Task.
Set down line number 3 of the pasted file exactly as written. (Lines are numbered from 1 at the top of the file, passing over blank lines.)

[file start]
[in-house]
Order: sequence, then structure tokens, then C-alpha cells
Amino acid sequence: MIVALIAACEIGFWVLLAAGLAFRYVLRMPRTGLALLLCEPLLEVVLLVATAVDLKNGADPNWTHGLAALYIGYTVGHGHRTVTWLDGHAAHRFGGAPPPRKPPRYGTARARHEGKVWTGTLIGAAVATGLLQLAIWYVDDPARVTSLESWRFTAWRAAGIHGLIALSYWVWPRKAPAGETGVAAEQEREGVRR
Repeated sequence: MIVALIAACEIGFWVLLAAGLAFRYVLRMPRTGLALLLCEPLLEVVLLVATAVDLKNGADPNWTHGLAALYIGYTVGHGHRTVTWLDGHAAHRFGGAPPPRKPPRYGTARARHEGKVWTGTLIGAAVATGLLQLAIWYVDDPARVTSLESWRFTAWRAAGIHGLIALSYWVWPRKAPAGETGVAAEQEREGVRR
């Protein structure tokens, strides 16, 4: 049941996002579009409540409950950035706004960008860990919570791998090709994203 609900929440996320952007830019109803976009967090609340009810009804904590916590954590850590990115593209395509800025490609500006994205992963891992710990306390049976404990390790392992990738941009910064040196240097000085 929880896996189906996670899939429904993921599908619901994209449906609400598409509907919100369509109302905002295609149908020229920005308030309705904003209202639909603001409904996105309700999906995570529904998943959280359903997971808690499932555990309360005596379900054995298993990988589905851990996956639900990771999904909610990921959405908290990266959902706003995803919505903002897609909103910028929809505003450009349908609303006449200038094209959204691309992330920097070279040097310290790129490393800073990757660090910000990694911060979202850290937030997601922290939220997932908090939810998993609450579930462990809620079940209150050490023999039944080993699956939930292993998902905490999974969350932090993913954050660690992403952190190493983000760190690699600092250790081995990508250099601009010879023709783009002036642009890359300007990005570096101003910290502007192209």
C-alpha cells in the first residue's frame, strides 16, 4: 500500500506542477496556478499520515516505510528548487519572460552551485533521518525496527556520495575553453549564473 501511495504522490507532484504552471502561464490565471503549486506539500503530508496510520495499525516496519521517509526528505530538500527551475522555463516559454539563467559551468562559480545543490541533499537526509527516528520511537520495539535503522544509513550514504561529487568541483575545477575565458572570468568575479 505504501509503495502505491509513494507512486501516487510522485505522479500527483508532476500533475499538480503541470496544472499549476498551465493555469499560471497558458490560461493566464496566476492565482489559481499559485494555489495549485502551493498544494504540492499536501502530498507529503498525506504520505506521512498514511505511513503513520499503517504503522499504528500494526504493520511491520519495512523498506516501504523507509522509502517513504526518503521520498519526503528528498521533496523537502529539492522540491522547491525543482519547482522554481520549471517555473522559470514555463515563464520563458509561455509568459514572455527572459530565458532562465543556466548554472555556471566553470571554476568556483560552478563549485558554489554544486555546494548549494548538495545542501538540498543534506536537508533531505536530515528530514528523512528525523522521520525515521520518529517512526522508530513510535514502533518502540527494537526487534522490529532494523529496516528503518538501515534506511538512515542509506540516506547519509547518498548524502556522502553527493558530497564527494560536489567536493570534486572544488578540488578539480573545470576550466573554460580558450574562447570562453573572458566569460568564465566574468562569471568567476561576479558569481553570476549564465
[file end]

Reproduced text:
Amino acid sequence: MIVALIAACEIGFWVLLAAGLAFRYVLRMPRTGLALLLCEPLLEVVLLVATAVDLKNGADPNWTHGLAALYIGYTVGHGHRTVTWLDGHAAHRFGGAPPPRKPPRYGTARARHEGKVWTGTLIGAAVATGLLQLAIWYVDDPARVTSLESWRFTAWRAAGIHGLIALSYWVWPRKAPAGETGVAAEQEREGVRR